Piodao Visit Central Portugal villages
Gorgeous Piódão from afar
Piodao Portugal visit central Portugal enchanting villages
The incongruous but beautiful town church

Aveiro

Known as “the Venice of Portugal” this charming village does indeed have canals and painted boats– but it is well deserving of its own fame. Its beautiful architecture includes stunning art deco buildings. If you go, don’t miss lunch at the innovative Sal Poente restaurant where Chef Duarte Eira elevates classic Portuguese dishes and ingredients with modern techniques.

Aveiro the Venice of Portugal in Central Portugal
Portugal’s sleepy river town

2. Delicious local wines

The wines of Central Portugal are incredible and varied (the region has over 10 official areas (DOC) on its own!). On our trip, we tried DOC Lisbon, DOC Bairrada, and DOC Dão wines, as well as some that were outside of the DOC. I was especially impressed by the sparkling wines from the Bairrada region– which paired perfectly with suckling pig!

Wines of Central Portugal
Taste testing two of Portugal’s sparkling wines!

3. Incredible homemade food

See also: 8 delicious Portuguese foods you must try

While this is true of every part of Portugal, Central Portugal certainly holds its own for incredible food! Some of the delicious local dishes we tasted were Aveiro river oysters, Serra da Estrela cheese, goat stew, goat stomach stuffed with rice (arroz de bucho),  homemade cakes, Ginjinha cherry liquor, roasted suckling pig (Leitao), fresh sardines and mackerel, Portuguese rice stew, and local salts and seaweed.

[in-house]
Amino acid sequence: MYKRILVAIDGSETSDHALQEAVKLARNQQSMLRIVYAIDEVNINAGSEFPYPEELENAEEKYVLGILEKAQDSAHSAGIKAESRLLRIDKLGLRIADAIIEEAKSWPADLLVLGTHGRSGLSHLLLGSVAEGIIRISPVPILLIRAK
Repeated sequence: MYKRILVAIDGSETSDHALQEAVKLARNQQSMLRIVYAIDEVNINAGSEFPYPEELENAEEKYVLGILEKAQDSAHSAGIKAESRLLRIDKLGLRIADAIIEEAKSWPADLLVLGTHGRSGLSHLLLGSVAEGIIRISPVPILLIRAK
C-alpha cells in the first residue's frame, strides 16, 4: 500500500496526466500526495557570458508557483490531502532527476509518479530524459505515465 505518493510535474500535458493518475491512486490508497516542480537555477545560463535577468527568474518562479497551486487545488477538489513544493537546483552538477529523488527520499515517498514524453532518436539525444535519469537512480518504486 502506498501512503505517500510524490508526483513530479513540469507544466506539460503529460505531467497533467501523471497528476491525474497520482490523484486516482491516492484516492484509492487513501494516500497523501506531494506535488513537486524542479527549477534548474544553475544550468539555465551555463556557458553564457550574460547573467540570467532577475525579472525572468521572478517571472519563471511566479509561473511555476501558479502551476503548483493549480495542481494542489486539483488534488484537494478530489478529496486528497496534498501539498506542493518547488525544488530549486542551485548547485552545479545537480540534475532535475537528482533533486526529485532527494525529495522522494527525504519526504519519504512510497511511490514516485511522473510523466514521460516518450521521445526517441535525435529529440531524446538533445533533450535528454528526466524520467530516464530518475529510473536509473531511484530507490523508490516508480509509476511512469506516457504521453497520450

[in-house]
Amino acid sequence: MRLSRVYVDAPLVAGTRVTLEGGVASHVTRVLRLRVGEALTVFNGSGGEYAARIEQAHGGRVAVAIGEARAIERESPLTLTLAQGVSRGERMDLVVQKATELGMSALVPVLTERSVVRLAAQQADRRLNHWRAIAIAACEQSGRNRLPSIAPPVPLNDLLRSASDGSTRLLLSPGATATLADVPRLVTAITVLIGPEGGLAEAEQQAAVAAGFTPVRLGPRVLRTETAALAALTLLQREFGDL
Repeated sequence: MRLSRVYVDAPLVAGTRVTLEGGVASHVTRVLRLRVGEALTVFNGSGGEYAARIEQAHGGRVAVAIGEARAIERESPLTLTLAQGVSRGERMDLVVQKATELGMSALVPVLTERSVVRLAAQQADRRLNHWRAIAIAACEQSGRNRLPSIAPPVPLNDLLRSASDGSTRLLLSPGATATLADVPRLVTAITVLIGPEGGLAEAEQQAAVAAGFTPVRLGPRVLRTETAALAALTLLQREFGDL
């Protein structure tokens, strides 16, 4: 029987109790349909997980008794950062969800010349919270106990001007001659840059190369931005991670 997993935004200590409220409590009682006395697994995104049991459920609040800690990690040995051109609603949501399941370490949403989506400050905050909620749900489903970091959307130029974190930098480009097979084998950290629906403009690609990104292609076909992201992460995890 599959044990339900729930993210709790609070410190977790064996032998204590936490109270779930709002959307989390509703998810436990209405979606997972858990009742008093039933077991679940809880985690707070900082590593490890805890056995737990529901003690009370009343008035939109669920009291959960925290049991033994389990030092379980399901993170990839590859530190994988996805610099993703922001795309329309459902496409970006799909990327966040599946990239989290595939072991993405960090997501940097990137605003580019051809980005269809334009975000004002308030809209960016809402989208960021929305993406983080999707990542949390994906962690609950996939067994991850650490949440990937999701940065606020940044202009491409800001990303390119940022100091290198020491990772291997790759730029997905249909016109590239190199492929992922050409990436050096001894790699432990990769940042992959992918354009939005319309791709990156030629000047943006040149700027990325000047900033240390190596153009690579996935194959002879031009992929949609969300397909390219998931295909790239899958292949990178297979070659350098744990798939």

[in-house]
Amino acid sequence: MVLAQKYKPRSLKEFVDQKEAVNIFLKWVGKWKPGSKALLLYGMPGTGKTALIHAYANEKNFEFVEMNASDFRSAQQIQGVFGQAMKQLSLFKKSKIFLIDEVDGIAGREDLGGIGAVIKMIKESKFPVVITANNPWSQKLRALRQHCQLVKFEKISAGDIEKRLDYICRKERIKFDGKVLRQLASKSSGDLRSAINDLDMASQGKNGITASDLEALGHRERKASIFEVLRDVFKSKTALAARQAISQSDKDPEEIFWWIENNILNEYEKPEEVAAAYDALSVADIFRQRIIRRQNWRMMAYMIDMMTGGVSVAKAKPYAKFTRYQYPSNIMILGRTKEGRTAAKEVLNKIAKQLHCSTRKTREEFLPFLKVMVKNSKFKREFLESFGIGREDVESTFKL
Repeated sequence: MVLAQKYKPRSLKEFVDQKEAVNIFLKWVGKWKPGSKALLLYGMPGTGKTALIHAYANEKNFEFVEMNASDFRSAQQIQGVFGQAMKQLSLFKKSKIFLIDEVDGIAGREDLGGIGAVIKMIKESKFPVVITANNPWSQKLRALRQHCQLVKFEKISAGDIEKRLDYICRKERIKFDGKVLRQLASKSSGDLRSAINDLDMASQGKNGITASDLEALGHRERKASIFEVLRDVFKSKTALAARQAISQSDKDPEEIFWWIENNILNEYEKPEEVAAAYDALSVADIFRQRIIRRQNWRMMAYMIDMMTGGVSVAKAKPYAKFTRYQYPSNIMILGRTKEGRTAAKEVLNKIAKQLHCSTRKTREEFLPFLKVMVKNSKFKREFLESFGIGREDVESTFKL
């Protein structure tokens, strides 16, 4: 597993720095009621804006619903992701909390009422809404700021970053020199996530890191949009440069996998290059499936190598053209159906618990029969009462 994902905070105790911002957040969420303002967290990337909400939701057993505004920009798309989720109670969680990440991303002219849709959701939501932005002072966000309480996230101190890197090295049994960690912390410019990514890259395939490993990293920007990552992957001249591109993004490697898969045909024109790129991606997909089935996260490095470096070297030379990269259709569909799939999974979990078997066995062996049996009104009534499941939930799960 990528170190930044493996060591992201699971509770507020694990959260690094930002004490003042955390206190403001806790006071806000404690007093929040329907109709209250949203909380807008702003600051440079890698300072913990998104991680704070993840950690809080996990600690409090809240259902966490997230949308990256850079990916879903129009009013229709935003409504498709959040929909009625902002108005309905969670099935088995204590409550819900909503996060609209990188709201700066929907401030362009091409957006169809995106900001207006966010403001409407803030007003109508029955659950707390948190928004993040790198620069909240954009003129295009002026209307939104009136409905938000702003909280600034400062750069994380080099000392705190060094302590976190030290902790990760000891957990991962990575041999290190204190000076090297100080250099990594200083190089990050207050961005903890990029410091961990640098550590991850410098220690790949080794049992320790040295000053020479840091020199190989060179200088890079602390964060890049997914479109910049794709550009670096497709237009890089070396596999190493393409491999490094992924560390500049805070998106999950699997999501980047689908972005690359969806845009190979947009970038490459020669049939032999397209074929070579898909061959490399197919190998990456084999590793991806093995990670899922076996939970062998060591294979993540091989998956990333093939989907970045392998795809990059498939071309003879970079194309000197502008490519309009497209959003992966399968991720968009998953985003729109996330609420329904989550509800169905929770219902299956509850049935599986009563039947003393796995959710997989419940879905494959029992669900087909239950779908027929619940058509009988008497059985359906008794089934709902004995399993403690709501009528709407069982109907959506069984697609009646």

Delicious "carapau" in Nazaré; traditional Portuguese food
Delicious “carapau” in Nazaré
Portuguese rice with fish in Nazaré
Portuguese rice with fish
Suckling pig in Portugal; traditional Portuguese food
The best suckling pig ever, so delicious!
Portuguese traditional food
The best meal in Portugal– suckling pig with all the fixings, washed down with sparkling wine!
Goat stew in Portugal
Homemade goat stew
Sal Poente in Aveiro
Elevated Portuguese cuisine at Sal Poente

4. Beautiful handmade goods

Our tour also focused on some of Central Portugal’s regional crafts and artisan goods. I only wish I’d brought a bigger suitcase to bring something home!

We saw workshops making leather goods, cork products, and beautiful ceramics in Óbidos, but the real treat was visiting the incredible family-run Burel wool factory called Ecolã (which plays on the fact they sell sustainable wool). This amazing place has been in business since 1925 and sells some of the most beautiful wool products I’ve seen.

Peeking in at a ceramics workshop in Óbidos; Portuguese ceramics
Peeking in at a ceramics workshop in Óbidos
Visiting Ecolã -- a Burel wool factory
Visiting Ecolã — a Burel wool factory
Burel wool facotry in Central Portugal
Beautiful Burel wool

5. Unique and luxurious hotels